Being with women with risk: the referral and consultation practices and attitudes of New Zealand midwives.BACKGROUND
The management of risk continues to be a critical part of contemporary midwives' work and there are certainly challenges as midwives attempt to work a 'birth is normal' paradigm within a 'birth is risky' social and political context (Skinner, 2003). Risk, as it is currently expressed, has been seen by some as a social construct to increase surveillance (Heyman, 1998). In the case of maternity care this relates to the surveillance of midwives and by midwives. Others have seen the risk environment as a product of the anxiety related to late modernity, and to the not-always-positive effects of technology (Beck, 1999; Douglas,1992; Lupton, 1999). However it is understood, midwives and consumers of midwifery care are both influenced by global and local anxieties associated with the management of risk. Midwives have the double-edged task of identifying and managing risk, while at the same time supporting the normal and promoting anxiety-free birth (Scamell, 2011).
The place where risk in practice is most apparent is in the referral for obstetric consultation. It is here where risk is most clearly identified and where the midwives' actions and attitudes to risk can be made explicit. This paper presents part of a piece of research that looked at how midwives managed or made sense of risk by exploring their referral for obstetric consultation practices and attitudes. Other findings are reported elsewhere (Skinner, 2010; Skinner & Foureur, 2010). This research is particularly pertinent in New Zealand where 85% of New Zealand women have midwifery-led care. It also has current relevance as the New Zealand Government is in the process of a Maternity Quality Initiative (Ministry of Health, 2011a). Part of this initiative has been a review of the referral for obstetric consultation guidelines. Interestingly, the new reviewed guidelines, now called Guidelines for Consultation with Obstetric and Related Medical Services (Ministry of Health, 2011b) have not been changed significantly. They reiterate the centrality of women in the decisions regarding referral and the importance of three-way communication between woman, midwife and obstetrician. They also contain updated information related to conditions requiring referral and introduce a change in referral categories to clarify process. The guidelines remain fundamentally the same, reflecting an opinion that they have provided a useful tool that has served the maternity sector well, since their introduction in 1996.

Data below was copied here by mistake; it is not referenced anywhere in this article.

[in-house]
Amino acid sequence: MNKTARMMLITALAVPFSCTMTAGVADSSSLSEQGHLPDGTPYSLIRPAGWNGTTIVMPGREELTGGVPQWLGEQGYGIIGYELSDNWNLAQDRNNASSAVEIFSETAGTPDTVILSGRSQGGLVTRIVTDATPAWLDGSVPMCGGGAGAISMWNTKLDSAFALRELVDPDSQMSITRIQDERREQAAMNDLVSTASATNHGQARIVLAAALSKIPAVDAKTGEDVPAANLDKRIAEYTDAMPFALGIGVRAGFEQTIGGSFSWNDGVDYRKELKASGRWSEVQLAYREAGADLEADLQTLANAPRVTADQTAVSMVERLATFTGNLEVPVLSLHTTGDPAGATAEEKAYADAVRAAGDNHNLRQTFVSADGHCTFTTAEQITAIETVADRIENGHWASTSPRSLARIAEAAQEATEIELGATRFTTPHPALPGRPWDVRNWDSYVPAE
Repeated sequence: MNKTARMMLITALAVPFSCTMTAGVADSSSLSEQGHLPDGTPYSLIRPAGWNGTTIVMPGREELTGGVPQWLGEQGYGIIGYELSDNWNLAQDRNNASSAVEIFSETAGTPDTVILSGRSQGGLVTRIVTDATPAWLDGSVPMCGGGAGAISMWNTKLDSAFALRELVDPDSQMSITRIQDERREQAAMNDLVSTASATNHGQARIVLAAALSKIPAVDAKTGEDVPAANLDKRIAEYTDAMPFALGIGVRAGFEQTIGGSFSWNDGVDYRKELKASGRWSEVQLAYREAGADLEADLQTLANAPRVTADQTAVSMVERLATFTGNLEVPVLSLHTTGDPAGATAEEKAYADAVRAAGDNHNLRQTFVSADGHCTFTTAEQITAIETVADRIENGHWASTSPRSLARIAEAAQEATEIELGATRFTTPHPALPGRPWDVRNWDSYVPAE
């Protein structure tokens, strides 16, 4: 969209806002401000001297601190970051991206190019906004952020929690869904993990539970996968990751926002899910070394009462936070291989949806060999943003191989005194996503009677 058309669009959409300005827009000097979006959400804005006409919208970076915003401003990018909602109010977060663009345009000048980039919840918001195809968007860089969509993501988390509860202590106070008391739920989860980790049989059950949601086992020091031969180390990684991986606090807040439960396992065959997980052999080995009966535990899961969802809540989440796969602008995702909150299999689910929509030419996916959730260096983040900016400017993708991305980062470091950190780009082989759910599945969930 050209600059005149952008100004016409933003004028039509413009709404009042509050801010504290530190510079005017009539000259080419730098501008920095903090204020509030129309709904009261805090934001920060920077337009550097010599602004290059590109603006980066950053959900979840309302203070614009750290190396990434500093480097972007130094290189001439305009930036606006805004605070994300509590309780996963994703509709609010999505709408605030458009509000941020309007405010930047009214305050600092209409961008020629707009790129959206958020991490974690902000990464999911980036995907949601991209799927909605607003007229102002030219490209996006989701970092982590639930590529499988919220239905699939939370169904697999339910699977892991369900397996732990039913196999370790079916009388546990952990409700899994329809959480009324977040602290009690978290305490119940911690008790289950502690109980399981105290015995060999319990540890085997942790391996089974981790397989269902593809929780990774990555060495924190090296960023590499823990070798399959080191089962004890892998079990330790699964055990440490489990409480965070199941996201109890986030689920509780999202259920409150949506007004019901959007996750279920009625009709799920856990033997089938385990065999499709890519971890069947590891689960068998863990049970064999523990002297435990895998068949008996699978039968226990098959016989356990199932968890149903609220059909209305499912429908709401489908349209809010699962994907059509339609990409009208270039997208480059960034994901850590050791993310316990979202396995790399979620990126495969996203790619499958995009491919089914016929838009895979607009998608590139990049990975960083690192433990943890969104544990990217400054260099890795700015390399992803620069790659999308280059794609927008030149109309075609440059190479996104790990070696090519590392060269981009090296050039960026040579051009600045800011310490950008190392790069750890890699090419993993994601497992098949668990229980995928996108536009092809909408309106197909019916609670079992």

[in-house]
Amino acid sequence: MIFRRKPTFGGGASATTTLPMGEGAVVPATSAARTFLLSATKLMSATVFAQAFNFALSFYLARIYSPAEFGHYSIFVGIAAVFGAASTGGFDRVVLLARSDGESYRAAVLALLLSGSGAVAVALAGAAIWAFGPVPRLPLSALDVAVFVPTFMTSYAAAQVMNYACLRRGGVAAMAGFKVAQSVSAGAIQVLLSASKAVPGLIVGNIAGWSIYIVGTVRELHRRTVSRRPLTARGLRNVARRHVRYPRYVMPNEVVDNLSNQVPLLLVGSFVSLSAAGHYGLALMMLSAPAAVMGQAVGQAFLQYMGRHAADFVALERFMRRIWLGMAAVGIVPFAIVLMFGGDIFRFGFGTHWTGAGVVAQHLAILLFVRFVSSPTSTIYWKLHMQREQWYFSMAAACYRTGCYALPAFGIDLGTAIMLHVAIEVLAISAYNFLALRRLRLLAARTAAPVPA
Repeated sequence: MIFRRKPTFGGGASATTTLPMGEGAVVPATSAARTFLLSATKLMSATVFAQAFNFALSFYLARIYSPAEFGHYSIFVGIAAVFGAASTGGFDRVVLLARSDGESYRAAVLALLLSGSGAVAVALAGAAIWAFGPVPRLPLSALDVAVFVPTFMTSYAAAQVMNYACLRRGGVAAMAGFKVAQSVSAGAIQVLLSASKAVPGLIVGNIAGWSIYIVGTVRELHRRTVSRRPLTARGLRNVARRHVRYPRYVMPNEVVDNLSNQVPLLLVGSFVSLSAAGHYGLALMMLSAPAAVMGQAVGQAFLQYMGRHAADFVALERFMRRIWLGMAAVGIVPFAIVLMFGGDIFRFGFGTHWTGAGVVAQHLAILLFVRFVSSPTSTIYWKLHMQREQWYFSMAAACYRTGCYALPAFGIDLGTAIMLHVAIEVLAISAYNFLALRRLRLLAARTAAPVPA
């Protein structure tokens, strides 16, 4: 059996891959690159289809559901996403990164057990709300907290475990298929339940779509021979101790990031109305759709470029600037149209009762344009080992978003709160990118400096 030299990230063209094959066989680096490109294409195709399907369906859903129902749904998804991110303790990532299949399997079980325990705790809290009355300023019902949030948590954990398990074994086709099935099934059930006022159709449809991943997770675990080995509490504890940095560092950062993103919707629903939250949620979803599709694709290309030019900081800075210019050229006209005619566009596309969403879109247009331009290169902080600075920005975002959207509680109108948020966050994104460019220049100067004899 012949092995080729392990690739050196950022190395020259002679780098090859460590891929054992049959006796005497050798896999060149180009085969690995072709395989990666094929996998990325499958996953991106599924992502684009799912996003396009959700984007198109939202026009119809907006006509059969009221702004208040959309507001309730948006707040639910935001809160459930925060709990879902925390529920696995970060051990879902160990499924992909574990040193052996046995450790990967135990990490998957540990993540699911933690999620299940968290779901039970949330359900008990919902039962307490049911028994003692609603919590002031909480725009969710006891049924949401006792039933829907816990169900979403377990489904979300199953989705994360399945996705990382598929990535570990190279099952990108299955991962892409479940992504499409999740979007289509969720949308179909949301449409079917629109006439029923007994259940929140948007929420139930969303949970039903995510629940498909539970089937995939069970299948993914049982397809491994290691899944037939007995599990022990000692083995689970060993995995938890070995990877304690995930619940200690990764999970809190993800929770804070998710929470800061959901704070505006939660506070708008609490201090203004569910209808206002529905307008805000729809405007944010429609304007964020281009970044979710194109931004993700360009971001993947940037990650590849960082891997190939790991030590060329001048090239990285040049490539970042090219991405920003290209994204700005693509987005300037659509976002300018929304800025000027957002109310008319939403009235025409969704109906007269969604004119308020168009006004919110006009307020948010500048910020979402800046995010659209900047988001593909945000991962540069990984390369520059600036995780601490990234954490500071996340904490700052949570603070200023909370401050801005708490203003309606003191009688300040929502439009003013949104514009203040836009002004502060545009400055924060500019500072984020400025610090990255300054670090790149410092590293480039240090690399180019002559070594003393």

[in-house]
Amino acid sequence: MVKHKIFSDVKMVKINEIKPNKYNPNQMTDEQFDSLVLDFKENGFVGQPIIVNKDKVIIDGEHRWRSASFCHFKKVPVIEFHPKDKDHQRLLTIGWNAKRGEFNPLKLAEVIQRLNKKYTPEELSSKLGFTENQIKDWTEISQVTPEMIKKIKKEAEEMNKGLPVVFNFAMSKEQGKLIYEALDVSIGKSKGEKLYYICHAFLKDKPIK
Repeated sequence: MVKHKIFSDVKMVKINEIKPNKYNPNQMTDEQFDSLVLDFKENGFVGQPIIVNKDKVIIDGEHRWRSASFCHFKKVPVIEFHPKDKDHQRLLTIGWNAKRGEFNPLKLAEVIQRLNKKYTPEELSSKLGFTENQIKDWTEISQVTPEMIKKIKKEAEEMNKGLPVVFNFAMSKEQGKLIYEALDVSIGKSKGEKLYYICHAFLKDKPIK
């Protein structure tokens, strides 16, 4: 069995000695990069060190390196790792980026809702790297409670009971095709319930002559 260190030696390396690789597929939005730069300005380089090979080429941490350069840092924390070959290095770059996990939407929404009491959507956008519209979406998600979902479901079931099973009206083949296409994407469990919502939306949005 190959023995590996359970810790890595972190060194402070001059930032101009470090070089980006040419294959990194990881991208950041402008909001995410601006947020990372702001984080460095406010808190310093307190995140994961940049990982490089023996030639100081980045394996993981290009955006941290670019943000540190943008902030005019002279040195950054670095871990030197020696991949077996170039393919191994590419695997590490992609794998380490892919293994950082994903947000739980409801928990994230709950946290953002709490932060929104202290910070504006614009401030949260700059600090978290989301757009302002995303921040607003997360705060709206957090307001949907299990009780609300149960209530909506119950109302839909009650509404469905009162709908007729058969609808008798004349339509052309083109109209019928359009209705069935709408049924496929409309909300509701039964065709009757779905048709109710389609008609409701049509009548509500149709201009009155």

This research sought to examine how midwives referred when using the referral guidelines. It asked firstly what the referral practices were, and then asked midwives about how they experienced the referral guidelines. Did they, in fact, provide useful guidance and what impact did they have on the 'with women'-ness of midwifery?